A paper published online today in the Journal of Climate finds climate models predict a 20% decrease in tropical cyclone frequency in response to doubled atmospheric CO2 and global warming. Another recent paper also found global warming decreases the frequency of the strongest wind events. Regardless of the many limitations and biases of climate models, the papers expose the alarmist claims of Al Gore et al that warming causes more hurricanes as baseless.
The response of tropical cyclone statistics to an increase in CO2 with fixed sea surface temperatures
Isaac M. Held1* and Ming Zhao1,2
1 Geophysical Fluid Dynamics Laboratory / NOAA, Princeton, New Jersey, USA
2 University Corporation for Atmospheric Research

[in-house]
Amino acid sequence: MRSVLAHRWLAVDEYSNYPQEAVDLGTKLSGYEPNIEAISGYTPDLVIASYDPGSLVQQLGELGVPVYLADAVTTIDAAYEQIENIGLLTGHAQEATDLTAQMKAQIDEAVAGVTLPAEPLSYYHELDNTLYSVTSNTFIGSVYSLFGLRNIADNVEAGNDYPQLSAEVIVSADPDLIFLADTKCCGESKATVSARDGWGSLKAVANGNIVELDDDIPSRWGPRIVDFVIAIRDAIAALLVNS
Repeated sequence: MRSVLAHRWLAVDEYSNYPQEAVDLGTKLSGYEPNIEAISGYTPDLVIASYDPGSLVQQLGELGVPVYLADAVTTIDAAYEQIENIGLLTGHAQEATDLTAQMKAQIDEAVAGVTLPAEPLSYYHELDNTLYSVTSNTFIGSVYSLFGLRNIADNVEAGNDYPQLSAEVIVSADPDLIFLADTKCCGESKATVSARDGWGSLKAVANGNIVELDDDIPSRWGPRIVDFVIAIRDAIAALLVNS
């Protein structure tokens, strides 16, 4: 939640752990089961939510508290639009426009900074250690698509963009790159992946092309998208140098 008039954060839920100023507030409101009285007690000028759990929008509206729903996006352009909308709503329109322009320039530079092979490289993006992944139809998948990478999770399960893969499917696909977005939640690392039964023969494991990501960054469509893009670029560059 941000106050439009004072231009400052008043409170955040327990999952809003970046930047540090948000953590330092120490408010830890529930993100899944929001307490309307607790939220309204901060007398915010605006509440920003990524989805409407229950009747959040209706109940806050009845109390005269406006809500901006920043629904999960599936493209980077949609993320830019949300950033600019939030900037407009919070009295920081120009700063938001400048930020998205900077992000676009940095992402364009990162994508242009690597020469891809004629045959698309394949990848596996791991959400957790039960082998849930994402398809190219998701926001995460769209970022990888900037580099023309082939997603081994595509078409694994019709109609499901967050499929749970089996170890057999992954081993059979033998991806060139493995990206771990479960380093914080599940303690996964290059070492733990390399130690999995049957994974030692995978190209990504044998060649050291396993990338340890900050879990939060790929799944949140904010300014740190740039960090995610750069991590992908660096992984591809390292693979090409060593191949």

Abstract: The effects on tropical cyclone statistics of doubling CO2, with fixed sea surface temperatures (SSTs), are compared to the effects of a 2K increase in SST, with fixed CO2, using a 50km resolution global atmospheric model. Confirming earlier results of Yoshimura and Sugi (2005), a significant fraction of the reduction in globally averaged tropical storm frequency seen in simulations in which both SST and CO2 are increased can be thought of as the effect of the CO2 increase with fixed SSTs. Globally, the model produces a decrease in tropical cyclone frequency of about 10% due to doubling of CO2 and an additional 10% for a 2K increase in SST, resulting in roughly a 20% reduction when both effects are present. The relative contribution of the CO2 effect to the total reduction is larger in the Northern than in the Southern Hemisphere. The average intensity of storms increases in the model with increasing SST, but intensity remains roughly unchanged, or decreases slightly, with the increase in CO2 alone. As a result, when considering the frequency of more intense cyclones, the intensity increase tends to compensate for the reduced total cyclone numbers for the SST increase in isolation but not for the CO2 increase in isolation. Changes in genesis in these experiments roughly follow changes in mean vertical motion, reflecting changes in convective mass fluxes. Discussion is provided of one possible perspective on how changes in the convective mass flux might alter genesis rates.
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